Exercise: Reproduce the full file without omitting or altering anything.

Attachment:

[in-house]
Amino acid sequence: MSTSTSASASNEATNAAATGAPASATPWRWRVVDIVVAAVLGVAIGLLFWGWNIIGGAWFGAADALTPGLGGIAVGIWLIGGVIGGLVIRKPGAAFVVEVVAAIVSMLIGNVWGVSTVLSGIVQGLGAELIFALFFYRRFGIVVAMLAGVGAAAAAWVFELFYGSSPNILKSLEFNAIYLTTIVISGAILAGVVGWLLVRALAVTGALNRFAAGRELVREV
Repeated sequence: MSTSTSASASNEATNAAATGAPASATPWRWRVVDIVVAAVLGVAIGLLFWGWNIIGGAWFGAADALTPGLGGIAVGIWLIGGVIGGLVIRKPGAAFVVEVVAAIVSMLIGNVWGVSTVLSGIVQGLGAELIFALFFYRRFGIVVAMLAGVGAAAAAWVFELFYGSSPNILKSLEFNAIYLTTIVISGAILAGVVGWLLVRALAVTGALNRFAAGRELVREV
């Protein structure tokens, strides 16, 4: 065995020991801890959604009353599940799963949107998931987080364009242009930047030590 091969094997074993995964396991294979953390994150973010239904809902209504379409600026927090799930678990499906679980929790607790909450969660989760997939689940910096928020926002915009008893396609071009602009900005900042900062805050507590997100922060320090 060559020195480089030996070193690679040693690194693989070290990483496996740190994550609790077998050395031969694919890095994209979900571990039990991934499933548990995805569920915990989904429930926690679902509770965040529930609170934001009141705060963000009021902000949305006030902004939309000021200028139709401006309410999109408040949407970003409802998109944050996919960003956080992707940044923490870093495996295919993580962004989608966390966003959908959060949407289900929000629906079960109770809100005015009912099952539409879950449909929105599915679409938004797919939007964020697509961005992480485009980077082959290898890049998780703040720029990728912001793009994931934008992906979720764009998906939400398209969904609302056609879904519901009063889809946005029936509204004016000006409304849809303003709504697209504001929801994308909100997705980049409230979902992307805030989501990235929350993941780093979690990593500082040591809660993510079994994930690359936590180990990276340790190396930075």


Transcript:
[in-house]
Amino acid sequence: MSTSTSASASNEATNAAATGAPASATPWRWRVVDIVVAAVLGVAIGLLFWGWNIIGGAWFGAADALTPGLGGIAVGIWLIGGVIGGLVIRKPGAAFVVEVVAAIVSMLIGNVWGVSTVLSGIVQGLGAELIFALFFYRRFGIVVAMLAGVGAAAAAWVFELFYGSSPNILKSLEFNAIYLTTIVISGAILAGVVGWLLVRALAVTGALNRFAAGRELVREV
Repeated sequence: MSTSTSASASNEATNAAATGAPASATPWRWRVVDIVVAAVLGVAIGLLFWGWNIIGGAWFGAADALTPGLGGIAVGIWLIGGVIGGLVIRKPGAAFVVEVVAAIVSMLIGNVWGVSTVLSGIVQGLGAELIFALFFYRRFGIVVAMLAGVGAAAAAWVFELFYGSSPNILKSLEFNAIYLTTIVISGAILAGVVGWLLVRALAVTGALNRFAAGRELVREV
């Protein structure tokens, strides 16, 4: 065995020991801890959604009353599940799963949107998931987080364009242009930047030590 091969094997074993995964396991294979953390994150973010239904809902209504379409600026927090799930678990499906679980929790607790909450969660989760997939689940910096928020926002915009008893396609071009602009900005900042900062805050507590997100922060320090 060559020195480089030996070193690679040693690194693989070290990483496996740190994550609790077998050395031969694919890095994209979900571990039990991934499933548990995805569920915990989904429930926690679902509770965040529930609170934001009141705060963000009021902000949305006030902004939309000021200028139709401006309410999109408040949407970003409802998109944050996919960003956080992707940044923490870093495996295919993580962004989608966390966003959908959060949407289900929000629906079960109770809100005015009912099952539409879950449909929105599915679409938004797919939007964020697509961005992480485009980077082959290898890049998780703040720029990728912001793009994931934008992906979720764009998906939400398209969904609302056609879904519901009063889809946005029936509204004016000006409304849809303003709504697209504001929801994308909100997705980049409230979902992307805030989501990235929350993941780093979690990593500082040591809660993510079994994930690359936590180990990276340790190396930075």